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A word about Big Ideas and Themes — The architecture of Big Think

Big ideas are lenses for envisioning the future. Every article and video on bigthink.com and on our learning platforms is based on an emerging “big idea” that is significant, widely relevant, and actionable. We’re sifting the noise for the questions and insights that have the power to change all of our lives, for decades to come. For example, reverse-engineering is a big idea in that the concept is increasingly useful across multiple disciplines, from education to nanotechnology.

Themes are the seven broad umbrellas under which we organize the hundreds of big ideas that populate Big Think. They include New World Order, Earth and Beyond, 21st Century Living, Going Mental, Extreme Biology, Power and Influence, and Inventing the Future.

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Rodes Fishburne: I was lucky to be hired as an editor at a magazine called Forbes ASAP, which is a technology magazine at Forbes, and I got a front row seat of the internet bubble because I was there in the late 1990s, early 2000s, one of the things The Big Issue did was once a year they put together a special issued called The Big Issue, very modest, and we would ask the finest writers and thinkers in the world to write an essay for us about a single theme.

Sometimes the theme was time and how time is changing; sometimes the theme was convergence and how these different worlds, science and religion, business and art, night and day, are all converging in this modern world we live in. One year the theme was the pursuit of happiness, and The Big Issue was my project, and I was the editor of that, and so I had the good opportunity to work with some wonderful writers, people like Gore Vidal and Kurt Vonnegut, the Dahli Lama, John Updike, add Bill Gates, and it was an extraordinary experience and I felt like this Big Issue was a way of giving people something more substantive to think about because it took us a long time to put it together, it took about six to eight months.

And what we ended up with was a 250-page magazine that was full of really substantial interesting essays by a range of people that you would have never expected to see together, and the response was overwhelming. We were one of the most read magazines playing in that space and I was just so delighted and honored to be part of it.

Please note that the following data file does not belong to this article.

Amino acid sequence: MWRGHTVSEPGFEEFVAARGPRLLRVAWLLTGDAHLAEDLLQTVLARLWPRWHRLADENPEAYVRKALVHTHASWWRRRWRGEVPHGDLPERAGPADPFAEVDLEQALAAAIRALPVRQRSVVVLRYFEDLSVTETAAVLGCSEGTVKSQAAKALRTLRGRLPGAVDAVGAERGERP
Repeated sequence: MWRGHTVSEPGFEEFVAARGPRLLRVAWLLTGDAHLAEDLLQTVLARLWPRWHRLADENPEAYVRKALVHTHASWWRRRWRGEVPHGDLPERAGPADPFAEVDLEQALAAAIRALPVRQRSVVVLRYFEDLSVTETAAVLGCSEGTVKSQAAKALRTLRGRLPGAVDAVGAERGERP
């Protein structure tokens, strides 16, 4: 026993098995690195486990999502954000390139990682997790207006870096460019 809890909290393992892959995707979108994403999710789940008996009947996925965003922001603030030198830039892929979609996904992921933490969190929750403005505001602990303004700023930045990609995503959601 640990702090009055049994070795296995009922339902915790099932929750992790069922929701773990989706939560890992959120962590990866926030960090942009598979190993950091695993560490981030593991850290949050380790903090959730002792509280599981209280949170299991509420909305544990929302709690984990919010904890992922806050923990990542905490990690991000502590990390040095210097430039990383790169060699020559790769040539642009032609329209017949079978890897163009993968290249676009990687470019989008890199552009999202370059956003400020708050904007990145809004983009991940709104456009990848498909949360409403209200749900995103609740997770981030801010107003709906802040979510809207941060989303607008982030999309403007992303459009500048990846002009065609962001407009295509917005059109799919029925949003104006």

Question: What was your editing process?

Rodes Fishburne: Well, there would be a fair amount of talking and vetting when you were talking to them about this, so if I was talking to somebody and I said, I remember going to Kurt Vonnegut and saying we are doing this special issue on convergence and we would love for you to do a piece on the convergence of East and West Germany, which was a nice sweet spot for him and he instantly got it and had a sense of what he wanted to do with it, and so you had sort of these preliminary discussions, but sometimes you would take it to a very well known writer and they would not deliver, it wasn’t quite what you were hoping for, and the funny thing was when you went back to them and said, I’m sorry, Mr. Big Shot, but this is not quite what we were looking for, they always knew that, they always knew it did not quite work.

And I remember a couple of times doing that and them then getting very competitive with themselves and sitting down and doing something, again, that was much stronger than their first thing. So it was about drawing a line and getting these people to sort of come to the table.

But in our culture of side bars and sound bites and very short little pieces, almost to a man and woman, everybody who worked and wrote for The Big Issue was so excited to even be involved because there really is not anything, or has not been anything like it, a place where you can do a sustained piece of writing on a single topic, and it was not like they were fielding ten offers to do things like this, so there was a natural enthusiasm to participate that really went a long way to getting the best work out of them.


 Recorded on: June 3, 2008.


Forbes and The Big Issue

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